If you started breastfeeding your baby and then stopped or dried up, you may wonder if you can begin to produce milk again after a gap in breastfeeding. While a lactation consultant’s advice will help you, the short answer is: yes. You can produce milk after drying up or after a gap in breast milk production.
This article outlines how to increase your milk supply, how much milk former breastfeeding mothers can expect to produce when they start breastfeeding again, and how to beat the frustration of trying for more milk after a gap.
Can Breast Milk Come Back After Drying Up? Understanding Relactation
Relactation is simply starting to lactate after a gap or after your breast milk supply has dried up. There are many reasons that this gap can occur and why moms choose to try to return to a full milk supply after a break from breastfeeding.
Reasons for Relactation
Some women have to stop breastfeeding for some time, which often means that they lose their milk supply. If you don’t use a breast pump to extract the milk during that gap, you may find that it’s harder for your body to produce milk when you try to start breastfeeding again.
So why take a break in the first place? And why go back? Baby formula is also packed full of nutrients and will keep your baby from going hungry.
The following are reasons some women may need to take a break from nursing.
You Thought You Were Done
When you start breastfeeding, it can be a challenge. The first few weeks generally hurt, as the baby’s mouth leaves nipples chapped and sore. You may get tired of feeling hungry or simply not having the time for so much skin-to-skin time while nursing.
Many women work full time and, after maternity leave is over, have few options for breastfeeding aside from pumped milk extracted from a breast pump. Pumping sessions cut into the workday, and it can be very tiring and stressful trying to help your baby transition from breast to bottle feeding.
If you exclusively nurse, it’s exhausting to constantly feed your child, especially when infants are very young. Newborns eat up to and sometimes over 12 times in 24 hours, all through the night. And while this usually makes for a full milk supply, it also makes for a lot of sleep loss.
Sometimes moms decide that they’re finished. And then they decide that they weren’t ready.
That’s perfectly fine. If your milk supply is down because you needed a time out or thought you would do better using baby formula instead and then regretted it, that’s okay. And if you’re a mother who struggles to keep up with nursing, you’re not alone. The National Breastfeeding Helpline will connect you with a lactation consultant, breastfeeding counselor, and support to keep you going.
Surgery or Prescription Medication
Sometimes you need to take a medication that will transfer through your milk and end up in the baby’s system, and it’s not safe. While there are many prescription drugs you can take while breastfeeding, there are also many that you cannot.
If you have a medical procedure or surgery and it requires you to take a bit of recovery time or be on restricted medications, you may find that without using a breast pump to stimulate your breasts and keep the milk supply up, you start to dry up. Some health conditions simply leave you with no choice but to take a break from nursing.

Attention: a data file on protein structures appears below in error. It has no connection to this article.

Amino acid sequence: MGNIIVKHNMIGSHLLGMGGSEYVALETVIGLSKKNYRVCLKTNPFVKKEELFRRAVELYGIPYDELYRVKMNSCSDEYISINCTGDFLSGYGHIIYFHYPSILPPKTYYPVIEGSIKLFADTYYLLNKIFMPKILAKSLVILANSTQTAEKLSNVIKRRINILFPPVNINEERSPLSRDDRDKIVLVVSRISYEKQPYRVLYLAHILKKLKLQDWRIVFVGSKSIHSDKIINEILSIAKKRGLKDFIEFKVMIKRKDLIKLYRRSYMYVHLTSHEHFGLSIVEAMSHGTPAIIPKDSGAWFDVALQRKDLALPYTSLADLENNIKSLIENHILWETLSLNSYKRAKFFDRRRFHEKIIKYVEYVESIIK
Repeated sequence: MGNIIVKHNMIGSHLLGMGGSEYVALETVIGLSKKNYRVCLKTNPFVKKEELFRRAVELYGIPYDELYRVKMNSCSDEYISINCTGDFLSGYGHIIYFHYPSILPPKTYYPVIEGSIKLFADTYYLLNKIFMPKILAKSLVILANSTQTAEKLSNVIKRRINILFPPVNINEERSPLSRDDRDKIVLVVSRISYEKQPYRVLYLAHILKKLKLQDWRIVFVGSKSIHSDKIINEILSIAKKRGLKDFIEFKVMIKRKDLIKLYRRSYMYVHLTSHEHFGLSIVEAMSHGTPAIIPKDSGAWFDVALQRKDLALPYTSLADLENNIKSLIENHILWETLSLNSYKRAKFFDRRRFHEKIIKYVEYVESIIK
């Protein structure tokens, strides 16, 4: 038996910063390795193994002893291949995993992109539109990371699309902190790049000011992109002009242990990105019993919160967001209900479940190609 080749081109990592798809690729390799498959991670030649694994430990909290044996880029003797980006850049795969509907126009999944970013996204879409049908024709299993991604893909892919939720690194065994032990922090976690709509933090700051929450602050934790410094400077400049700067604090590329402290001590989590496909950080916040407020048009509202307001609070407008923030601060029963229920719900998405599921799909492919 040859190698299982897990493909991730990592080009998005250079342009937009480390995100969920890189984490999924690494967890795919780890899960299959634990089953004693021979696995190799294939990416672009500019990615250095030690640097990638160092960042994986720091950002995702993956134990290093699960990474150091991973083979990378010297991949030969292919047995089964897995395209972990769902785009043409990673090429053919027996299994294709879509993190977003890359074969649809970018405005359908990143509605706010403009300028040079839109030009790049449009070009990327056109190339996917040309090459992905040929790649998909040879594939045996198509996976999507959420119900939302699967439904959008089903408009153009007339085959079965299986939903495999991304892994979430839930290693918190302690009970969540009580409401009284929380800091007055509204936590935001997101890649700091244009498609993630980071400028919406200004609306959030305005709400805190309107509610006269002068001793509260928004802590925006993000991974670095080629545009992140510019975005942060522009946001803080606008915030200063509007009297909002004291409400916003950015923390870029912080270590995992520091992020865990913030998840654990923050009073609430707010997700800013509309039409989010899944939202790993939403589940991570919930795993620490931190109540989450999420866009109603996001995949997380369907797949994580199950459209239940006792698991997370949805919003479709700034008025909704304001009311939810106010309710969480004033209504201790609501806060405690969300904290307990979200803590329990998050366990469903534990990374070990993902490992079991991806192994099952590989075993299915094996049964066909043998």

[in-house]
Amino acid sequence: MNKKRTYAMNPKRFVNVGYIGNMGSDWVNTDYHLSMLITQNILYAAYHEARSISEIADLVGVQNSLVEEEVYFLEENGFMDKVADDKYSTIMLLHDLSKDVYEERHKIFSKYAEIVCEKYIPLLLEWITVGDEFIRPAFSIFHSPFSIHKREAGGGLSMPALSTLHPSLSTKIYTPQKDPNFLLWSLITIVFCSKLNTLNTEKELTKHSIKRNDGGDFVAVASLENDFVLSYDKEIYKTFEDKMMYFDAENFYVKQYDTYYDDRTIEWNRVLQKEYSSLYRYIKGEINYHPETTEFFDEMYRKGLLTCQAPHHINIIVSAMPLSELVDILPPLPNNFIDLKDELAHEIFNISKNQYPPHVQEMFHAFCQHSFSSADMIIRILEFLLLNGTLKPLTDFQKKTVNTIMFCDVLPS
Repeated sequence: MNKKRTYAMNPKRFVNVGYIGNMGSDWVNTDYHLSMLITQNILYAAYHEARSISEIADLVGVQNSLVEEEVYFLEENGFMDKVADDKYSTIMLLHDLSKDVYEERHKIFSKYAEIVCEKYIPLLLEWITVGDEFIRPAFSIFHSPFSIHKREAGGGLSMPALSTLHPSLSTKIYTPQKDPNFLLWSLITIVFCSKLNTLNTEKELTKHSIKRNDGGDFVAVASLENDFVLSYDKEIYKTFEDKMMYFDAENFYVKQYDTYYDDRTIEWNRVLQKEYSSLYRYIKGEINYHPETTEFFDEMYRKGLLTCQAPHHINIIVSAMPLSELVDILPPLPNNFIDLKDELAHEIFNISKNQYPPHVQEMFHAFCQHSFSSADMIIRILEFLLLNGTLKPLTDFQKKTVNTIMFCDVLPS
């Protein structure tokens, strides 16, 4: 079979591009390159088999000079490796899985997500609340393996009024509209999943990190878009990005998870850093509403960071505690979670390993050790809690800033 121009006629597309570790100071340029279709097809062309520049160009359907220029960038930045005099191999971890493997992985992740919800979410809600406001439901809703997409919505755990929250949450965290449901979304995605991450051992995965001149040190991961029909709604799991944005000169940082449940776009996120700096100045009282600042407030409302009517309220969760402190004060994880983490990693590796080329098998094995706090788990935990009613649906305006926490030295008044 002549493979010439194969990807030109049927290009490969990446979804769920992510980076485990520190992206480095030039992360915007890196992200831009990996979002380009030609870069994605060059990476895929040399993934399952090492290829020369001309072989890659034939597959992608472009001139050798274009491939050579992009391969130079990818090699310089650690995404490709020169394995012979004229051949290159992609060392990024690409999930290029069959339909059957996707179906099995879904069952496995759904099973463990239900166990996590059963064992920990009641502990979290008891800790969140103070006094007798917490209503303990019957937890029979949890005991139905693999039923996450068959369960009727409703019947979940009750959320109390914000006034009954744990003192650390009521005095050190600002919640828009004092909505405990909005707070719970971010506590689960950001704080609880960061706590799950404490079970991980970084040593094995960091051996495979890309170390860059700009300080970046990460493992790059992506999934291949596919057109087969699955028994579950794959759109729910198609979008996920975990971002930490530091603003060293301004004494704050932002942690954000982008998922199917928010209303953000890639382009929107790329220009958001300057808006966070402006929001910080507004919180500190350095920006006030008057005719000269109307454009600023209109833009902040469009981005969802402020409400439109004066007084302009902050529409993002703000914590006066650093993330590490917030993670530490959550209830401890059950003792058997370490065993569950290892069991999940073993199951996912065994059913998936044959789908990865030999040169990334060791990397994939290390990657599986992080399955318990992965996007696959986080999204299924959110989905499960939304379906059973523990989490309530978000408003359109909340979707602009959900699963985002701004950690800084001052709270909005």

Many mothers plan to return to baby nursing rather than drinking donor milk, pumped milk, or infant formula after they get off the medication they have been prescribed. Resuming breastfeeding can be a challenge, but it’s not impossible.
Induced lactation occurs when you have either stopped breastfeeding years ago or have never produced milk to begin with, but would like to begin lactating with the intention of nursing a baby.
This can occur when an infant is adopted or in other circumstances in which you are responsible for feeding an infant but do not produce any milk. Most people who attempt this form of lactation have never previously breastfed. A breastfeeding counselor may be necessary to help you avoid bottle feeding and keep the baby’s health optimal so that the little one is gaining weight as they should be.
Infant Won’t Tolerate Formula
Sometimes you intend to stop nursing and switch to formula, only to find out after a period that your child doesn’t tolerate infant formula as well as they do the breastmilk. It is possible to produce again if you are a mom in this group.
Breast Milk Drying Up Symptoms
It can be challenging to tell if your milk supply is decreasing or if your baby requires more milk than you’re making, especially if you don’t use a breast pump to collect milk that can be measured and fed.
You can’t actually see how much milk is going into the baby’s mouth when nursing, so there are certain signs you can look for when nursing if you’re worried that your supply might not be sufficient.
- Lack of wet diapers
- The baby seems lethargic or dehydrated
- The baby is not gaining weight
Women often get confused and think that if an infant wants to feed more times in 24 hours than normal for them, they need to increase milk production. However, this is insufficient evidence to assume your supply is low because many babies cluster feed during growth periods or simply enjoy comfort feeding. This actually increases the milk supply for many women.
How To Induce Lactation: Practical Tips